Few summer pleasures are as much fun as a cookout. The smell of grilling food is mouth-watering, everything tastes great and it's hard not to have a good time - that is, unless you're the harried host running back and forth between the grill and the kitchen for the chicken and steak, forks and knives, beer and wine, and ketchup and mustard. And when everybody's done, all the leftovers must be lugged back inside.
An outdoor kitchen can help you slow down and spend more time with family and friends by putting all the ingredients for outdoor dining close at hand. It can be as simple as a storage cabinet for cooking gear or as ambitious as a full kitchen with grill, refrigerator, sink and eating area. Either way, your yard will gain an outside "room" that's a natural gathering spot.
What to Include
Outdoor kitchens cost from about $3,000 for one with a good-quality grill, a 6-ft.-long counter and a patio to $15,000 and up for higher-end versions with an assortment of appliances. Although it's tempting to compare outdoor kitchens to the one indoors, there are some key differences.
For example, while a grill and counter space for preparing food are essential, a refrigerator and sink aren't. But including them can boost the value of your home by helping your outdoor kitchen qualify as a second kitchen. "The increase may equal the cost of the project," says Pam Young, a Sacramento, California-based designer and founder of Patio Kitchens, which makes outdoor cabinetry. And though indoor-kitchen design includes a raft of rules and caveats, outdoor-kitchen designs are much more casual.
How elaborate should yours be? That depends on what you and your family need. For example, if you barbecue only once a week or so, a grill and a counter-high storage cabinet covered with tile or stucco should do it. The cabinet will protect supplies from the weather and the countertop will provide work space when you get down to cooking.
Like to eat outside as much as possible? Then you'll want storage space and a counter or table for dining, along with a sink and refrigerator.
For Viewing Pleasure
This property in Southern California gave breathtaking views of the surrounding area. Unfortunately, the family had to walk to the back property line to take in the sites. That and the fact that there was really no place for the family to cook and dine together led to a fully equipped outdoor kitchen near the rear of the yard.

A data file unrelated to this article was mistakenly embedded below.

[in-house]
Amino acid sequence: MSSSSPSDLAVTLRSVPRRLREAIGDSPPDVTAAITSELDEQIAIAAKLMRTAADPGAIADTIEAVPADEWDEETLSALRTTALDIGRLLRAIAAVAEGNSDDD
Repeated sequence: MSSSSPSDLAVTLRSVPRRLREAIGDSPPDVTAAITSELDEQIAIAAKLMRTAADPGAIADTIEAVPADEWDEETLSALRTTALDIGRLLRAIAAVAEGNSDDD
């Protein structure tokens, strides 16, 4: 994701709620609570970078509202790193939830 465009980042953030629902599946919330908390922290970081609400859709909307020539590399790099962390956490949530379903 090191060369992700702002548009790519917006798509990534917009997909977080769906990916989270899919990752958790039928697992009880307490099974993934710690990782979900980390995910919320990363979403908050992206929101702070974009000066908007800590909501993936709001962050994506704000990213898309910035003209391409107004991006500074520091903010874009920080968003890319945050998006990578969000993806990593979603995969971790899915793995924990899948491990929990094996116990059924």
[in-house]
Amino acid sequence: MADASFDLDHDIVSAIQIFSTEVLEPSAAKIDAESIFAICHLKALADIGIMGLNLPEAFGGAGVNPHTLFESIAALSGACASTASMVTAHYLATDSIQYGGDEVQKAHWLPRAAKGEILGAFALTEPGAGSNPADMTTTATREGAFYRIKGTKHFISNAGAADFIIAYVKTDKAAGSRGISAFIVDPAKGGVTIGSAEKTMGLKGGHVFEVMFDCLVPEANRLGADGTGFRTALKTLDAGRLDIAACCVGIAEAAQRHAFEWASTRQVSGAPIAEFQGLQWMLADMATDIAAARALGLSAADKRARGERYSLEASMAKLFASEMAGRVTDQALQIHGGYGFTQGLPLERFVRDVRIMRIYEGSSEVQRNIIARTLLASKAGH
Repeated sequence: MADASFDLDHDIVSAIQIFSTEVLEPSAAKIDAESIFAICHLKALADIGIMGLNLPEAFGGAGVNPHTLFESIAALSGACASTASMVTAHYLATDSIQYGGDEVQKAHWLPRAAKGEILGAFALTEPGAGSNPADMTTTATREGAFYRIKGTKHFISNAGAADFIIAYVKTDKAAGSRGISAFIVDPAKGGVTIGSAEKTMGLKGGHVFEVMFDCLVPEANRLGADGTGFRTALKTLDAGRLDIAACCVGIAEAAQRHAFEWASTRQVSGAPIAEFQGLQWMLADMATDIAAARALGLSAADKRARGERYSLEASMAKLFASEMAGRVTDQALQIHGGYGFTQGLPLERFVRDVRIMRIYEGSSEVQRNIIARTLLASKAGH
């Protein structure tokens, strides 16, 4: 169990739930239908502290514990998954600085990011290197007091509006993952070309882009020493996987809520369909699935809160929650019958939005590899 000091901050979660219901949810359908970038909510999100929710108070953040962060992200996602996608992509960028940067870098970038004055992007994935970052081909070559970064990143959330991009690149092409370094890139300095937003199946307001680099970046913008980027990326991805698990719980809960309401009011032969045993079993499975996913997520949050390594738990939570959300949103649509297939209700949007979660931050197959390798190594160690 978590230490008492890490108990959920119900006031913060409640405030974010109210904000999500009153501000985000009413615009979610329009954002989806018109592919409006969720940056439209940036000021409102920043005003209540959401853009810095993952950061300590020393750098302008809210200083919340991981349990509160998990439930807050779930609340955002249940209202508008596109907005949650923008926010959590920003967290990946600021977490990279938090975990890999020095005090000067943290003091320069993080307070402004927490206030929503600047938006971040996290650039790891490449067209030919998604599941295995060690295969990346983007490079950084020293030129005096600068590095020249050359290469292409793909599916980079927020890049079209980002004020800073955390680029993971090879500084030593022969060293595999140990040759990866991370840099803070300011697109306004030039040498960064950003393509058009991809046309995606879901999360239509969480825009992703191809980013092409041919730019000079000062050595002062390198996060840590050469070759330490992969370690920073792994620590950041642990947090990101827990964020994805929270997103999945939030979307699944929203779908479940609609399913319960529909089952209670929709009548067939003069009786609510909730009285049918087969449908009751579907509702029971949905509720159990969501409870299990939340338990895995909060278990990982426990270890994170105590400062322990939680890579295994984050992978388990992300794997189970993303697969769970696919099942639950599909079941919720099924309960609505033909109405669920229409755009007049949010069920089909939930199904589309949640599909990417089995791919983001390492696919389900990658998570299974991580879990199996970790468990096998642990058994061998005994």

Landscape architect Jeff Garton, of Paradise Designs, believes the most important step in designing such a space is to find the ideal location for the grill. With this kitchen, that meant placing the cooker so the smoke from it wouldn't blow into the faces of family and friends sitting around the counter or table. The location also had to be near the edge of the shade structure so that smoke could escape and not become trapped by the roof of the structure.
Garton was then able to put the countertops, the sink and a refrigerator within easy reach of the cook. The color scheme on the structure matches that on the house. And the tiles and brick pavers in the area look like those that surround the pool.
This kitchen contains a gas grill, as well as a refrigerator and lights that require electricity. Running power from the house ordinarily would disrupt the yard and boost the cost of the project, but Garton minimized both by digging one 24-in.-deep trench for electric, gas and phone lines. This cut excavation costs and allowed him to separate the gas and electric lines by the 12 in. required by local codes.
Planning Your Space
An existing backyard patio is a great foundation for an outdoor kitchen. You can add a grill, counters and other elements without having to make structural modifications. Decks, on the other hand, require additional support for all but the simplest of outdoor kitchens.
Whichever route you choose, an outdoor kitchen should be near the house to save you steps when you need to go inside for supplies. But that doesn't mean it has to be visible from the house. "You don't want to be inside and look at a stack of dirty dishes," says kitchen designer John Herbst. Undercounter shelves that keep dishes out of sight until cleanup time are one way around that problem.
Also be sure the spot you choose will accommodate everything you want the kitchen to hold. Here are some typical space requirements for each component: